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Demystifying Defacto Relationships – a Legal FAQ

What Does the Term De Facto Mean?

The Family Law Act recognises your relationship as “de facto” if you live together as a couple regardless of your sex. The Act treats de facto relationships differently from marriage in that if the existence of such a relationship or its length is disputed, proof will be required and a Court may have to make a determination on the issue in dispute.

Does Just Sharing a House with Someone Define Being in a De Facto Relationship?

No, the law requires that you and your former partner, who may be of the same or opposite sex, had a relationship as a couple living together on a genuine domestic basis. However, your relationship is not a de facto relationship if you were legally married to one another or if you are related by family.

How is De Facto Different from Marriage?

Once a relationship is found to exist, parties to de facto relationships are treated no differently to parties who are married.

The process for undoing your financial relationship is the same, regarding financial issues and asset division. Similarly, the relevant law if there are children of the relationship applies to all parents, regardless of the kind of relationship they are in.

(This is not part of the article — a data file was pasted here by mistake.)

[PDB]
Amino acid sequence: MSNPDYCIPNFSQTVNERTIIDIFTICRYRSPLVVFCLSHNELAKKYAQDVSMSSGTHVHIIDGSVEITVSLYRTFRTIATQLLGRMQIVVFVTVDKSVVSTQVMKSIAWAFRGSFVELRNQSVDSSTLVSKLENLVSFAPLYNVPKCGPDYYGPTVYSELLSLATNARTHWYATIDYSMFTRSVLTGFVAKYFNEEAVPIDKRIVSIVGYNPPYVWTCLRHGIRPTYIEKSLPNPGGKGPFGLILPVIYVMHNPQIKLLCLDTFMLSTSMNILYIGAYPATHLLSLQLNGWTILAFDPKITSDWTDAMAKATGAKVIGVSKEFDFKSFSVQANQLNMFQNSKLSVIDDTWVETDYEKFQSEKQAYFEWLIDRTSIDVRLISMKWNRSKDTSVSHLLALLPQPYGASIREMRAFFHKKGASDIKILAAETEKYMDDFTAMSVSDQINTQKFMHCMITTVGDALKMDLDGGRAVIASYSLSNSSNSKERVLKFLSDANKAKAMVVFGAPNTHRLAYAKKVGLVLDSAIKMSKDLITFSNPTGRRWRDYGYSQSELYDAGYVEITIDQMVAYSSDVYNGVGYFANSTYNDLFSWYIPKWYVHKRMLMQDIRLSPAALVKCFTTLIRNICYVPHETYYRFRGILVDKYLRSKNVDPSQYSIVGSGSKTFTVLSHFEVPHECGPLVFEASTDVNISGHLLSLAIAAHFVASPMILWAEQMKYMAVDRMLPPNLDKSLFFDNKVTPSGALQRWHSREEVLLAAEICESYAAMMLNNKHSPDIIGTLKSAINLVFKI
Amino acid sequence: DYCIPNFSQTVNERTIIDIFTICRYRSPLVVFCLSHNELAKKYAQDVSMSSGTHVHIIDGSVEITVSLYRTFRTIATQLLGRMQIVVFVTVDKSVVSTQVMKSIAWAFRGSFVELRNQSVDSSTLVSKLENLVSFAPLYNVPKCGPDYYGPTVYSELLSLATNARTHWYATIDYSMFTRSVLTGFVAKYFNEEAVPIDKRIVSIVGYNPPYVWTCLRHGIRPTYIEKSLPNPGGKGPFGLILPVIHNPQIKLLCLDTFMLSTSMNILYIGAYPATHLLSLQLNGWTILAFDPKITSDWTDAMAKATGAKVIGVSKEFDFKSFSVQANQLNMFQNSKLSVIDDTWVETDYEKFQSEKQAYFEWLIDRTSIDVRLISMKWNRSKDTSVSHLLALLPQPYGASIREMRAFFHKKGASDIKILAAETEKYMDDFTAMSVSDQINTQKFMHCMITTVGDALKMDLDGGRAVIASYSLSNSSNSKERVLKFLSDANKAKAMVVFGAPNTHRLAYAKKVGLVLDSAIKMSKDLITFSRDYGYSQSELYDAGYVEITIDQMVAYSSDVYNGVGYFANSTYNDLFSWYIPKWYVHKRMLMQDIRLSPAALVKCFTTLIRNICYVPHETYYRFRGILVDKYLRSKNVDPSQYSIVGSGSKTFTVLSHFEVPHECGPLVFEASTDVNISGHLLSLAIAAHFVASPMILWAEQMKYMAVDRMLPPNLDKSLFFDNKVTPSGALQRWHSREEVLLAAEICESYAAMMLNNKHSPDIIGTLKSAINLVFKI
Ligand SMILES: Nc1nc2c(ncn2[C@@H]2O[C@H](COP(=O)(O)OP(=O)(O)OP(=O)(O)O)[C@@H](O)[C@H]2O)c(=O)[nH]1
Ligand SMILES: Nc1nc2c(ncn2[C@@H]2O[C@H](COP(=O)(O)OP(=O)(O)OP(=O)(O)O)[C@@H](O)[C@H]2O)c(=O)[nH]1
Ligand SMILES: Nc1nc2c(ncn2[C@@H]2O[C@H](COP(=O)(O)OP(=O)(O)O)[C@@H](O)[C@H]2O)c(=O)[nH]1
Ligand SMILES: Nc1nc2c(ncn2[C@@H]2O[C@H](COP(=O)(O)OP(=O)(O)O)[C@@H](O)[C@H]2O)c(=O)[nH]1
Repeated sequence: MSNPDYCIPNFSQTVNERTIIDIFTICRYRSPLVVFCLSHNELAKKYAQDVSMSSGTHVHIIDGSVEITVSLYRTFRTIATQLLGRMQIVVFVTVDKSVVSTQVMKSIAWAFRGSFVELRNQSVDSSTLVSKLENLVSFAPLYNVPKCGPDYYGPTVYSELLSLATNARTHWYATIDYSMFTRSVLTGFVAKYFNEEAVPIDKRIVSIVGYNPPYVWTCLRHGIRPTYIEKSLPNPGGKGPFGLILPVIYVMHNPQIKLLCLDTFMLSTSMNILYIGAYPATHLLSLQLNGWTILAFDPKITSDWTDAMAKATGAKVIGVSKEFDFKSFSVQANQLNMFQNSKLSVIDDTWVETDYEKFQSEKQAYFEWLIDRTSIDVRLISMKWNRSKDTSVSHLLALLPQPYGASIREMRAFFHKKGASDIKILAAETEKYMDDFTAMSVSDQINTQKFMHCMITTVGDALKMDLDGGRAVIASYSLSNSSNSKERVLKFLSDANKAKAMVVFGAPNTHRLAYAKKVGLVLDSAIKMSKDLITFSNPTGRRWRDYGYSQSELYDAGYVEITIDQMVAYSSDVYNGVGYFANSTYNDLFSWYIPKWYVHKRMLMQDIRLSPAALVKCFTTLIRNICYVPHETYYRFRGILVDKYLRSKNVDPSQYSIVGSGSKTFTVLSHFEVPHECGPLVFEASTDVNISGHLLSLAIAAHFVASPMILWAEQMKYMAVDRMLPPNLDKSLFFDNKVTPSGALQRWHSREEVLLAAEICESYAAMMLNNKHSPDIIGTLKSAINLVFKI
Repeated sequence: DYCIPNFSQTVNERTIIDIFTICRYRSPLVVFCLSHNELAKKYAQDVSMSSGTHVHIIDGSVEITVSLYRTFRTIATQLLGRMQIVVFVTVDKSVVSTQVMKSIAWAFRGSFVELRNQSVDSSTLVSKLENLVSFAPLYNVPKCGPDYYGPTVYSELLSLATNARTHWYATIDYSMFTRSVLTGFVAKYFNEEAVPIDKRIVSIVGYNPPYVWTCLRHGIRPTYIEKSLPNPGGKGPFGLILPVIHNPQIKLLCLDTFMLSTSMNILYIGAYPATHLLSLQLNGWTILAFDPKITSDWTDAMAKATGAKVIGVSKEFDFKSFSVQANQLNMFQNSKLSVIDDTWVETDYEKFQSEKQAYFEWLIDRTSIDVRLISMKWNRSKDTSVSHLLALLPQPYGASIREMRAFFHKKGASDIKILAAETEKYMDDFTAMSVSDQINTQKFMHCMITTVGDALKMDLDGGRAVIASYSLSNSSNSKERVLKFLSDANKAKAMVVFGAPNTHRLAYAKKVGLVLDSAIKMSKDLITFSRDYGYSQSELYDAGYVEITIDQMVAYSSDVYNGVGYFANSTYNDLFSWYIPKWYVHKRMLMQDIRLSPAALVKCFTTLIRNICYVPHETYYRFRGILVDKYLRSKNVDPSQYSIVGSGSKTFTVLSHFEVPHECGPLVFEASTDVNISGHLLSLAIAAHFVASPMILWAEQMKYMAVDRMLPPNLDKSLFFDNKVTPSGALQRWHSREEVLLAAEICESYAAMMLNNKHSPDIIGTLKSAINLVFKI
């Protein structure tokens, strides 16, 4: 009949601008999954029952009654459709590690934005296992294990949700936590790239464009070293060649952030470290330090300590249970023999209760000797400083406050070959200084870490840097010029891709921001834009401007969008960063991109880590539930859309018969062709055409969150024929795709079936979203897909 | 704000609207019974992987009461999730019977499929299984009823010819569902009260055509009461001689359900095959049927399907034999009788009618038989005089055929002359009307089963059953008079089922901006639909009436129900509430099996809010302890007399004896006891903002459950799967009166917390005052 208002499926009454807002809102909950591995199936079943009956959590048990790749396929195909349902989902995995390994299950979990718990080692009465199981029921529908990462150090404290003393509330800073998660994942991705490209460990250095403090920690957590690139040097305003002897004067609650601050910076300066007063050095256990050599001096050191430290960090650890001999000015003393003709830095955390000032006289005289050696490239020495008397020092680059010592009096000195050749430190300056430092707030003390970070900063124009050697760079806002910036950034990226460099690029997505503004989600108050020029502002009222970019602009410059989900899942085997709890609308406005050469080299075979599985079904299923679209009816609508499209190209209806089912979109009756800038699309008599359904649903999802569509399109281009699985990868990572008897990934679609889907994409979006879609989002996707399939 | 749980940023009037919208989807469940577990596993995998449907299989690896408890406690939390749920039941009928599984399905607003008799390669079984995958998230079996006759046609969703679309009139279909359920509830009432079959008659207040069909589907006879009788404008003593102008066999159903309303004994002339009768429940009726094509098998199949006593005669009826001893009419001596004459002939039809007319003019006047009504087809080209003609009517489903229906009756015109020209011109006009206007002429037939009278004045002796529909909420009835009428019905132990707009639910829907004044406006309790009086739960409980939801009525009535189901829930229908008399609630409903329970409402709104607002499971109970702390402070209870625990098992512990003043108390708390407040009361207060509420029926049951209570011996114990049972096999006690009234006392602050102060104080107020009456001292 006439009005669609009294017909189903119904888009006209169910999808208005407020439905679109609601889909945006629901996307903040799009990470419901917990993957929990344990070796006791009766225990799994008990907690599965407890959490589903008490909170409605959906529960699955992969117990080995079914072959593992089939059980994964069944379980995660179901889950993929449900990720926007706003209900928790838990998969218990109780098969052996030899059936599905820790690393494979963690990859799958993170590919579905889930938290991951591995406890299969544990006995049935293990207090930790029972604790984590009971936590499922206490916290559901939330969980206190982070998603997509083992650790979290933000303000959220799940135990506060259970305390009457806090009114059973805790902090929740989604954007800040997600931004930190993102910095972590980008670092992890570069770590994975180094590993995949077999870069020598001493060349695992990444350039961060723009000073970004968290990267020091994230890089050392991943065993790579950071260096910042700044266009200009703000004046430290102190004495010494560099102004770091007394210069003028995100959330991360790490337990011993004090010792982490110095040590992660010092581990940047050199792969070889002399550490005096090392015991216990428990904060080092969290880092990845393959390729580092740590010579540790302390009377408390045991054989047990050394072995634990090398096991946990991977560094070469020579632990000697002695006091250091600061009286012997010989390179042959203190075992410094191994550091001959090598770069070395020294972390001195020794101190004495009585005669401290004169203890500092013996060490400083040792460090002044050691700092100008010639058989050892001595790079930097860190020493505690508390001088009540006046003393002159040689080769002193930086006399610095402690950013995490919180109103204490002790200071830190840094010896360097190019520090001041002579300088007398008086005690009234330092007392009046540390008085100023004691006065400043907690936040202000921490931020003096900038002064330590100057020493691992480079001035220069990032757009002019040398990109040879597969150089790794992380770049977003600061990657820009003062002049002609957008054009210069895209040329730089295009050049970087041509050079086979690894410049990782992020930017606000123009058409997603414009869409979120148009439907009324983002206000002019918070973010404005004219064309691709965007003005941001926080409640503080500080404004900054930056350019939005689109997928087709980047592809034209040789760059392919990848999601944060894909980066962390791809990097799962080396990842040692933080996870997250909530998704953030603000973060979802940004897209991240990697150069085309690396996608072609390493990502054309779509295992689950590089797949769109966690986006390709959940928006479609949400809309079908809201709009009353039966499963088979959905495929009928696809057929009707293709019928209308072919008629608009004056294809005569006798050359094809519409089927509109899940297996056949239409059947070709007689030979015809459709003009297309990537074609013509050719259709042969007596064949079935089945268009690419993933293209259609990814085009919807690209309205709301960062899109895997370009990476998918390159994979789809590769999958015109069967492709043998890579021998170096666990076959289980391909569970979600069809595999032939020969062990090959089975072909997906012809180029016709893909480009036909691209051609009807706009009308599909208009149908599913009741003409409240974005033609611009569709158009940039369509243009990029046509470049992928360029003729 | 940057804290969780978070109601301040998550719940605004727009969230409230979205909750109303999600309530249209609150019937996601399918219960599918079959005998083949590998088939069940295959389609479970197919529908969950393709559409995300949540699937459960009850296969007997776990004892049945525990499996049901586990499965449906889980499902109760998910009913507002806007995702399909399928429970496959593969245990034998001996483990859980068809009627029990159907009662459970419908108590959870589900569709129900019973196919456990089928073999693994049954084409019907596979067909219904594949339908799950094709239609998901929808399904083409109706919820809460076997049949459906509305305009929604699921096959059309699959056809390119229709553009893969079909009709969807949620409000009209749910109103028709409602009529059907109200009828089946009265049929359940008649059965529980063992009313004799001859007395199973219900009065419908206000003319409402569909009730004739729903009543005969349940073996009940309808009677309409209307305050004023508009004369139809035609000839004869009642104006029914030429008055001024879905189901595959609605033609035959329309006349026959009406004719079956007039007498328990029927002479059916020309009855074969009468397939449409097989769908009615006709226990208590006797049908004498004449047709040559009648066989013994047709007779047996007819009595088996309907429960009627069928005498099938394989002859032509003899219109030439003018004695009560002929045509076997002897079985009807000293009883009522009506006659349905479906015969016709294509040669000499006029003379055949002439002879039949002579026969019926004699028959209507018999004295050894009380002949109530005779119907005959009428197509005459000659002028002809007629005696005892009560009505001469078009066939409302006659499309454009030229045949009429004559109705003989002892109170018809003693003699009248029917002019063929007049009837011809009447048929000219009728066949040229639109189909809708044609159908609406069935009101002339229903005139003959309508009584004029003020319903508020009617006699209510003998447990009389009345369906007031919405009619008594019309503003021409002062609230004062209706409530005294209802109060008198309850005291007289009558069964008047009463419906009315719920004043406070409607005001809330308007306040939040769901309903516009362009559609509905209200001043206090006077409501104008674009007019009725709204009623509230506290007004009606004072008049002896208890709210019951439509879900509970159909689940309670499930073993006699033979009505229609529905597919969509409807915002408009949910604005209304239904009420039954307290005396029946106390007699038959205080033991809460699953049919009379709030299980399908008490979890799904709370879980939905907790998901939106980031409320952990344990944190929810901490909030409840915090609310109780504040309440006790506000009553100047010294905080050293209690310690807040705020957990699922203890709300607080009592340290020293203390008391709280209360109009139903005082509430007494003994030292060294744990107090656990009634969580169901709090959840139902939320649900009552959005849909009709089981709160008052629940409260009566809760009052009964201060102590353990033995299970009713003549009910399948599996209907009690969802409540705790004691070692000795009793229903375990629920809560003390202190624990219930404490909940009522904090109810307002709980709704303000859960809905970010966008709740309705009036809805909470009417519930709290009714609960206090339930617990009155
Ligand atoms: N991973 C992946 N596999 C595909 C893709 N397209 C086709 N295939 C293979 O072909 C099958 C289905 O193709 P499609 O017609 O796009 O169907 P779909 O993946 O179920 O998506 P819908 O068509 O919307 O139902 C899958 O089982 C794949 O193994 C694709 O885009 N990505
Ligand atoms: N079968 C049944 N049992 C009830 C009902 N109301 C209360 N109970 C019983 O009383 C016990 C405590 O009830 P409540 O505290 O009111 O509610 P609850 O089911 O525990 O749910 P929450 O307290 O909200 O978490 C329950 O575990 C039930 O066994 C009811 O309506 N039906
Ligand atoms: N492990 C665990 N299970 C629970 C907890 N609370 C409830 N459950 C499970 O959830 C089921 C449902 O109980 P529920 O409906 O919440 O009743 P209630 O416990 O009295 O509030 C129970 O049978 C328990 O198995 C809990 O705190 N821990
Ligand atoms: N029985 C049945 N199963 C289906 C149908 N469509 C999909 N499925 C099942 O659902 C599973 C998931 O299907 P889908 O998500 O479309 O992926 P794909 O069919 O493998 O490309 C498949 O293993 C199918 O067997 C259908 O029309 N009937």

However, where there is a de facto relationship, parties have two years from the date of separation to commence court proceedings for a property settlement. In a marriage, parties have twelve months from the date their divorce order comes into effect to commence court proceedings for a property settlement.

How are Bank Accounts, Property and Assets Divided in De Facto Relationships?

De facto couples who separated before 1 March 2009 have the right to apply to the Family Court for a property settlement if both parties agree. 

De facto couples who separated after 1 March 2009 have the right to apply to the Family Court for a property settlement without the other party’s consent provided that the application is made within the required time limits (please refer to our section on time limits). 

The Court will only make Orders for a property settlement if:

  • The de facto relationship has lasted 2 years or more; or
  • There is a child of the de facto relationship; or
  • One party made a significant contribution to the relationship and there would be injustice if the Court did not make an Order for property settlement; or
  • The de facto relationship is or was registered under a law of a State or Territory. 

Contact Us for Help with De Facto Legal Issues

If you have more questions about de facto relationships or need more information, book an appointment with our experienced family law solicitors at Robert Wood and Associates. Call our office on (03) 9762 3877 or simply contact us online.

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